Y-3's New York Fashion Week Runway Projections Were A Colorful, Triangulated Masterpiece
Though the tech highlight of New York Fashion Week was without a doubt the Google’s Project Glass making its debut appearance on the runway at Diane von Furstenberg, when I saw a friend post an Instagram photo of Yohji Yamamoto’s Y-3 fashion show, the first thing I noticed wasn’t the clothes or the super hip-looking party scene, but rather the brightly hued projection-mapped visuals.
After further investigation, I found out the artist responsible was Dev Harlan, who you might remember from projection mapping this crochet-covered bike (because, well, why not?) in collaboration with artist Olek. Harlan answered some of my questions about the collaboration and shared some exclusive, behind-the-scenes photos.
The Creators Project: How did your collaboration with Y-3 come about? Have you ever worked with fashion brands before?
Dev Harlan: I was contacted by Brussels agency Villa Eugenie about the Y-3 show. The agency asked me to pitch a concept based on my fine art sculpture, which incorporates video projection. Y-3 was really open and ended up loving the first renderings I presented, and that was roughly what we executed for the show. I’m really not from the fashion world and I’d only done one runway show before in my life.
Did you have much creative control, or did you take inspiration directly from the line?
I pretty much had total creative control, and had very little input from Y-3. In fact I didn’t see a single stitch of clothing from the line until the models hit the runway in the rehearsal. There were a few textile assets as reference and the rest was up to me. It was kind of a dream scenario on the creative, but also a lot of pressure in the actual logistics. Both agency and client were very trusting that everything would in fact be feasible.
What kind of environment did you want to create?
I think somewhere between “iridescent crystal canyon” and “interplanetary rave” were my initial thoughts. It needed to be elegant and timeless on the one hand, but also vital and energetic. How I get from A to B though is really an intuitive process for me. We had in fact wanted to cover the entire room, floors and ceiling included, though ultimately for practicality’s sake, settled on the two major framing walls.
Could you describe the projection facade… How many pyramids were there? What were they made from? Did you construct those as well?
The facade was actually built from 650 identical pyramids. The material was a rigid foam sheet, like gator board but with a hard plastic coating. We had the entire thing cut on CNC through a great fabricator in DUMBO, SITU Studio.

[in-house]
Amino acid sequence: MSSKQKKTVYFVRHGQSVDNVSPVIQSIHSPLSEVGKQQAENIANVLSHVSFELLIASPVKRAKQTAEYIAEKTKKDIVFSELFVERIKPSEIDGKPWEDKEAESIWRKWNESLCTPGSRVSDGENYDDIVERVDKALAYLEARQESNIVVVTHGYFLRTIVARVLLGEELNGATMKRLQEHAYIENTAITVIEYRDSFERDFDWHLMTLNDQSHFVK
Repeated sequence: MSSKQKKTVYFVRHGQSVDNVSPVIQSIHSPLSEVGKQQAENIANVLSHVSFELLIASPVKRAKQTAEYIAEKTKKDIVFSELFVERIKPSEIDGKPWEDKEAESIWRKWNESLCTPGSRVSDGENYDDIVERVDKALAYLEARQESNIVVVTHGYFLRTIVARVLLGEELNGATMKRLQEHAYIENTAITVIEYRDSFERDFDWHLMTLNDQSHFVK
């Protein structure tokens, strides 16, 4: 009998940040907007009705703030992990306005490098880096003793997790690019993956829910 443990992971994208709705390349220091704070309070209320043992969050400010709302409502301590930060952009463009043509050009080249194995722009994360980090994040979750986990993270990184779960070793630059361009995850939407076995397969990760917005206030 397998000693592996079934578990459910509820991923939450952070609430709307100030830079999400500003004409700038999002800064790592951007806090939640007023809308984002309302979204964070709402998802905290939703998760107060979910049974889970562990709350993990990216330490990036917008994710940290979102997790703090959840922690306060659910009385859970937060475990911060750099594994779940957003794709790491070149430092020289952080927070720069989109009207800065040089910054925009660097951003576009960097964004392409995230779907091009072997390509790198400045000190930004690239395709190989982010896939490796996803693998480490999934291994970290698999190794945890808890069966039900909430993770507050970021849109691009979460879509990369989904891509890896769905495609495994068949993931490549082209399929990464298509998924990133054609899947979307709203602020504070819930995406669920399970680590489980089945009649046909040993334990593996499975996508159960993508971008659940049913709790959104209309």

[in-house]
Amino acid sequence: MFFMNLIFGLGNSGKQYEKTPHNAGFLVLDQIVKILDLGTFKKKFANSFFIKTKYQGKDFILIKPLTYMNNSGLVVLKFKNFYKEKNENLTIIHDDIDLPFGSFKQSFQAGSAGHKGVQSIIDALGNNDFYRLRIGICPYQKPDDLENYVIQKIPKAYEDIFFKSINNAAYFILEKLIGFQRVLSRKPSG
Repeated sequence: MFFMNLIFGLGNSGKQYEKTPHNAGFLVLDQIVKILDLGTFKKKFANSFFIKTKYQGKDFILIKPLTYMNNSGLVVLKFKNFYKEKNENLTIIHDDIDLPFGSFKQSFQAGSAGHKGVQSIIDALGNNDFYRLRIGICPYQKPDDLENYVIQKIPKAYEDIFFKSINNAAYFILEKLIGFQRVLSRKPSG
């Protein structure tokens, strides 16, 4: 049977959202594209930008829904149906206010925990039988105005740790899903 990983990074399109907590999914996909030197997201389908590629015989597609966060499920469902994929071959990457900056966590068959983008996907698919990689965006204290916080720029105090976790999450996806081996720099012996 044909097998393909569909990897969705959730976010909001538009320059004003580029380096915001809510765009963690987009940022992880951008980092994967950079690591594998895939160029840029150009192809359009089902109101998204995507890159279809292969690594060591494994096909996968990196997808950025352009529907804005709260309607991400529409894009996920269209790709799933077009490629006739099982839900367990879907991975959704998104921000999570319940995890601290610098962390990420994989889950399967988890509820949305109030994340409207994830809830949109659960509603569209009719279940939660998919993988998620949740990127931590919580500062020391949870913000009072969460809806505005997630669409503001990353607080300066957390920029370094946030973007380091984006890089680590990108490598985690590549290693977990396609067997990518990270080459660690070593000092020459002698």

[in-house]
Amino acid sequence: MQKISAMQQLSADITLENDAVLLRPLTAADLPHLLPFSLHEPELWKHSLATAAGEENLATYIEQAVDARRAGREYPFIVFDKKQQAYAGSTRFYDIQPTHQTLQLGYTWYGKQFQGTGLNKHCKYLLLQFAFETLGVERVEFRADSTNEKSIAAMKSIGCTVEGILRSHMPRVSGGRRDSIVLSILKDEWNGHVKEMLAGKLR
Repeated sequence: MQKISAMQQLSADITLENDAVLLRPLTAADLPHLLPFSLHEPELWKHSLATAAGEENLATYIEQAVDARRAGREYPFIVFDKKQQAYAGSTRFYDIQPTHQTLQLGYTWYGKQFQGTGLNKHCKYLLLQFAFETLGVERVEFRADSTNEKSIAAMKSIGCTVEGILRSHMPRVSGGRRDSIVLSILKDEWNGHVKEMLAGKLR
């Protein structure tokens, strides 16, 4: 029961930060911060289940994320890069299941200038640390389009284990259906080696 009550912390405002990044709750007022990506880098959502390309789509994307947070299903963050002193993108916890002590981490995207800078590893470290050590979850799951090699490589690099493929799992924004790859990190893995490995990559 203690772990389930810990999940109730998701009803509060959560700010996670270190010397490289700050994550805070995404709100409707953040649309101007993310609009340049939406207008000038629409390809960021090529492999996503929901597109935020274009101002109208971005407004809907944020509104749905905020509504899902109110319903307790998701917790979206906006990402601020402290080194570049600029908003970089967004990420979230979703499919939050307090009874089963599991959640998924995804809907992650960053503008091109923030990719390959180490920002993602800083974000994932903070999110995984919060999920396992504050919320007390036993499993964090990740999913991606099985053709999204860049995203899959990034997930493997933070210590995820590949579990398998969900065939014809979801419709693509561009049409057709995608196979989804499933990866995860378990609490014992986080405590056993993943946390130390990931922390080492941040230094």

How many different visual patterns did you trigger in the projections? Were they triggered by the music? What kind of tools did you use for the live show?
There were at least a dozen different animation looks, but the show was very tightly scripted at only 12 minutes long. We ended up using UVA’s D3 system for playback, which gave us a lot of flexibility, as we were essentially editing the show together on the spot during rehearsal. We also produced a lot of additional material just for the after party, which Y-3 had on the runway in front of the installation.
What kind of role do you think visual/musical environments play in the context of a fashion show?
Well, in theory a runway show is ultimately about the clothing itself, but I think for a lot of the bigger brands it’s also about the spectacle. A media-driven spectacle like this contextualizes Y-3 as a forward-thinking brand. It also shows that they’re willing to take risks and do something that’s very new to the fashion world, and in fact, something that’s never been done at this scale to my knowledge.
Geometry and tessellation are big themes in your work… why are you drawn to this particular style?
What do you have coming up?
In the immediate, I’m installing a new exhibition with Christopher Henry Gallery, it’s a big tiled pyramid skate ramp basically. You have to see it, the opening is Thursday, September 27th and will be up through November. If you liked the Y-3 exhibit, you’ll definitely want to check this out as it’s moving in a similar vein.
Next up I’m working on initial drafts for a 250m glowing sphere to be launched into geosynchronous Earth orbit. (!)